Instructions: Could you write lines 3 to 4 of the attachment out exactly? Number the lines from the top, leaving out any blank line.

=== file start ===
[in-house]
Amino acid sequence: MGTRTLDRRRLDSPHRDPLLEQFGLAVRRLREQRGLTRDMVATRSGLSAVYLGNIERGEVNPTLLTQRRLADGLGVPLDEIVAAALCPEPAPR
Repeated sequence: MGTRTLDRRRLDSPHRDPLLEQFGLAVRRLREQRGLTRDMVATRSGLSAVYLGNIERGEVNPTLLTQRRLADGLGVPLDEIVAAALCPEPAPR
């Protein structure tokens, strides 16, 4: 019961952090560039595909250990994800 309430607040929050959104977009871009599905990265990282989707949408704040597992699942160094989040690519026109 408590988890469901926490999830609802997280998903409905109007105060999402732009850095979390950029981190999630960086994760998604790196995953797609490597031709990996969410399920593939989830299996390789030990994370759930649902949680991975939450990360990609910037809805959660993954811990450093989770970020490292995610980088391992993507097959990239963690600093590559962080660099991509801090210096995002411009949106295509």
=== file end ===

Repeated sequence: MGTRTLDRRRLDSPHRDPLLEQFGLAVRRLREQRGLTRDMVATRSGLSAVYLGNIERGEVNPTLLTQRRLADGLGVPLDEIVAAALCPEPAPR
């Protein structure tokens, strides 16, 4: 019961952090560039595909250990994800 309430607040929050959104977009871009599905990265990282989707949408704040597992699942160094989040690519026109 408590988890469901926490999830609802997280998903409905109007105060999402732009850095979390950029981190999630960086994760998604790196995953797609490597031709990996969410399920593939989830299996390789030990994370759930649902949680991975939450990360990609910037809805959660993954811990450093989770970020490292995610980088391992993507097959990239963690600093590559962080660099991509801090210096995002411009949106295509």